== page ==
Reflector: a mirror that reflects the sunlight and focuses (concentrates) it onto a single receiver
Receiver: a system that takes in the energy directed from the reflector and converts it into usable energy
How It Works
In a CSP system, there are dozens or hundreds of reflectors that focus sunlight onto a single receiver, allowing a great amount of energy and therefore heat. In this receiver, there is a high-temperature fluid that is heated by the sun's energy. The fluid is heated to its boiling point when it then turns into steam. The steam then turns a turbine, spinning a conventional generator. This last part — fluid to steam to electricity — is very similar to geothermal energy. There are four main types of CSP systems: the parabolic trough system, Linear Fresnel reflectors, central receivers, and dish/engine systems.
Parabolic Trough System: The parabolic trough system has a long u-shaped parabolical reflector that focuses the sun's rays on a receiver pipe located at the center of the curve. The collector tilts with the sun to keep sunlight focused on the receiver as the sun moves from east to west during the day. This means that a parabolical system can concentrate the sun's energy up to one hundred times its normal intensity because of its shape.
Linear Fresnel reflectors: Linear Fresnel reflectors are a type of system where the receivers are located just above the reflectors. They use a focal lens effect, which allows the systems to concentrate the sun's energy up to thirty times its normal intensity. Furthermore, the multiple receivers on each panel reduce the blockage of sunlight to other panels, as well as reduce material costs.
Central Receiver System: Central receivers are where there is a large field of flat reflectors called heliostats. All of them concentrate sunlight onto a single receiver at the top of a tower. This allows the system to concentrate the sun's energy to as much as 1,500 times its normal intensity.
Dish/Engine System: Finally, the dish/engine systems use a mirrored dish very similar to a large satellite dish. The dish is covered in reflectors that concentrate the sun's power onto a receiver that is pushed out in front of the reflectors. These systems always point directly at the sun, heating the working fluid to as much as 1,380ºF.
How It Is Renewable Energy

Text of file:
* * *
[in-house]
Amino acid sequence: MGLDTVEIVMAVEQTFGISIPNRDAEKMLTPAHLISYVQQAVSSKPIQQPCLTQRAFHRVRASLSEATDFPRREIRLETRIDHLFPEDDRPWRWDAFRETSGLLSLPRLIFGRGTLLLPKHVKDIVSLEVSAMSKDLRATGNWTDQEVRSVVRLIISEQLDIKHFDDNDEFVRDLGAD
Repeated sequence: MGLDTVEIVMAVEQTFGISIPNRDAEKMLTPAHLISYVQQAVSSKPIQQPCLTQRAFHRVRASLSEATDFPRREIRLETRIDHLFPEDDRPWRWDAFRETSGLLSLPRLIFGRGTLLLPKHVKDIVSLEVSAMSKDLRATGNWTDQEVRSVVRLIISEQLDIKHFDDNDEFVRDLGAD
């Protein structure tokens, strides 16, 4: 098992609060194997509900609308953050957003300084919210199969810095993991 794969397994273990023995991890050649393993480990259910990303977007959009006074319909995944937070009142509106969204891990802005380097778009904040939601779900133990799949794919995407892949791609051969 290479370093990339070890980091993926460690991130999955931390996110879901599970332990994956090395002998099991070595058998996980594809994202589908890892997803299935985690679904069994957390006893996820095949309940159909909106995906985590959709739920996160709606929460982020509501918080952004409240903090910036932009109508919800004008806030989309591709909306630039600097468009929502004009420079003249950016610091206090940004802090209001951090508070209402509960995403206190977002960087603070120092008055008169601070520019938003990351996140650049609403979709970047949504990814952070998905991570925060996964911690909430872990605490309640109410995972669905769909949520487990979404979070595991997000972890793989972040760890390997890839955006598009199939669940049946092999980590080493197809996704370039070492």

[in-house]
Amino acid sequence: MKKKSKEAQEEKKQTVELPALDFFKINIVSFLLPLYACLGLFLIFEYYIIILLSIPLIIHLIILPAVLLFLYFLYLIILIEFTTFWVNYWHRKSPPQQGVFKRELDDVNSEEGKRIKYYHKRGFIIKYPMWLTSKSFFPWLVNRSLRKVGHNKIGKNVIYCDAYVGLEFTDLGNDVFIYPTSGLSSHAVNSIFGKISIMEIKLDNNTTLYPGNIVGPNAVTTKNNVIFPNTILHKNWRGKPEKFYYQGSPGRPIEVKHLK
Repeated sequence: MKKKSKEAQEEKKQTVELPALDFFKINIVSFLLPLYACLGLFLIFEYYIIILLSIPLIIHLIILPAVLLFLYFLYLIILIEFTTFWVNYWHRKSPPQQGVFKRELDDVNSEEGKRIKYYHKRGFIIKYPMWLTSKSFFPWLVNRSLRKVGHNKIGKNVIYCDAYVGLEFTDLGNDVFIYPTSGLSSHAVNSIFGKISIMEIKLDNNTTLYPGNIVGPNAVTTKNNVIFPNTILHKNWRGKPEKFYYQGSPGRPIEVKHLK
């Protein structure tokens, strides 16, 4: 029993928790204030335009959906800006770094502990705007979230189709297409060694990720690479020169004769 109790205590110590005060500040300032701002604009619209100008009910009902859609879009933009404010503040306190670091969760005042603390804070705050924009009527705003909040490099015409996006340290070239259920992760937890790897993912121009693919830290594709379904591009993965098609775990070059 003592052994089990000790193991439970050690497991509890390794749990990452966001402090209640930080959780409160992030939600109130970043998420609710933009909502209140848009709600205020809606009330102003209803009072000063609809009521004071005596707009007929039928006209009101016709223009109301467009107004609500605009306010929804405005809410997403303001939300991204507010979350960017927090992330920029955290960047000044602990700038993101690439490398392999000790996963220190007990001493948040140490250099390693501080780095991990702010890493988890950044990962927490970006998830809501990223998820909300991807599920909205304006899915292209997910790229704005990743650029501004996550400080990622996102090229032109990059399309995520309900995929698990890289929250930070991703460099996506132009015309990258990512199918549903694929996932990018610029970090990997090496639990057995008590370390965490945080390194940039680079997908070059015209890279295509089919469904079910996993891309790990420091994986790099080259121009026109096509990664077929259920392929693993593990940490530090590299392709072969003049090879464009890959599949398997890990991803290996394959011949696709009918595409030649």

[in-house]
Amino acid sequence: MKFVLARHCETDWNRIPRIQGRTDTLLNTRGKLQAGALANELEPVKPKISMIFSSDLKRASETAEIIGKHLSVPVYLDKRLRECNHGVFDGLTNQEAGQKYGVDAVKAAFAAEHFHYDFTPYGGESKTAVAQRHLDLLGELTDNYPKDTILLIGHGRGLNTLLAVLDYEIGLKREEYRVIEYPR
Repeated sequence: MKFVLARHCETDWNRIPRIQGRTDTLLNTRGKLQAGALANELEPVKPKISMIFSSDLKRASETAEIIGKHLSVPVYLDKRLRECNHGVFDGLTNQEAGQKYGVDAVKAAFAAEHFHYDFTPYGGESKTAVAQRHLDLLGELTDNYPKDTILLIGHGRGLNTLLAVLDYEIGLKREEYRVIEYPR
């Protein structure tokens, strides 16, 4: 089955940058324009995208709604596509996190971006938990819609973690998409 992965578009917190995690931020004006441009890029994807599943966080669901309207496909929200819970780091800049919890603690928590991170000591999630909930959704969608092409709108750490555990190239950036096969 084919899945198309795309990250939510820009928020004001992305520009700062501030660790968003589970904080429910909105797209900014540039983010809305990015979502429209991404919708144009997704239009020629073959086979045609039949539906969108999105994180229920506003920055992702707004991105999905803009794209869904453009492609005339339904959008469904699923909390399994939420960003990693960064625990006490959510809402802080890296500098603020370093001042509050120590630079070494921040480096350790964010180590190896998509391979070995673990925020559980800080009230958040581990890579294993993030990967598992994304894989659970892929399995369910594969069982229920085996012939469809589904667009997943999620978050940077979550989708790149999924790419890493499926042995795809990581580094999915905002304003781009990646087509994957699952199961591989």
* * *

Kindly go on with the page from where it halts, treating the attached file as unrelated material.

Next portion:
The sun will never run out. Therefore, we will always have plenty of solar energy to use. Furthermore, CSP panels do not release any carbon dioxide emissions, except during the manufacturing process. This is because CSP panels do not require a combustion process.
Advantages and Disadvantages
The most advantageous aspect of CSP is its incredible flexibility. The same design for a CSP plant can satisfy a variety of uses, and the different types of CSP plants all have the same fundamental parts. In addition, CSP can stabilize a renewable-focused grid by providing backup power when conditions are unfavorable for other types of renewable energy. The Department of Energy is also running a long-term program working to reduce the cost of CSP while increasing efficiency, which will help to improve CSP's prevalence in the future.
CSP uses a lot of space, and CSP farms can be considered hypocritical for causing deforestation. However, it is less space than that taken over by fossil fuel drilling and mining operations, and CSP panels still allow green space to stay. Some also accuse CSP panels of high transportation and manufacturing emissions costs, which is a legitimate concern. However, this is an important example of how climate solutions must be deployed in tandem; industrial solutions. Improving the manufacturing processes — as well as transportation — will fastly reduce the amount of greenhouse gas emissions from CSP panels.
Conclusion: Our Take
CSP is still an emerging industry, and despite the private sector's recent successes, CSP has not gained a hold on the economy yet. However, in the future, CSP may be able to supplement other forms of renewable energy or even become competitive with them.
“Concentrating Solar Power Could Provide the Flexibility and Reliability the U.S. Electric Grid Needs.” The Office of Energy Efficiency and Renewable Energy. The Department of Energy. Accessed January 22, 2021. https://www.energy.gov/eere/articles/concentrating-solar-power-could-provide-flexibility-and-reliability-us-electric-grid.
“Concentrating Solar Power.” SEIA. Accessed December 5, 2020. https://www.seia.org/initiatives/concentrating-solar-power.
Image: A Solar Power Tower Concentrating Light via 10,000 Mirrored Heliostats Spanning Thirteen Million Sq Ft (1.21 km2). Wikipedia. Wikimedia Foundation. Accessed January 22, 2021. https://upload.wikimedia.org/wikipedia/commons/thumb/f/ff/Crescent_Dunes_Solar_December_2014.JPG/440px-Crescent_Dunes_Solar_December_2014.JPG.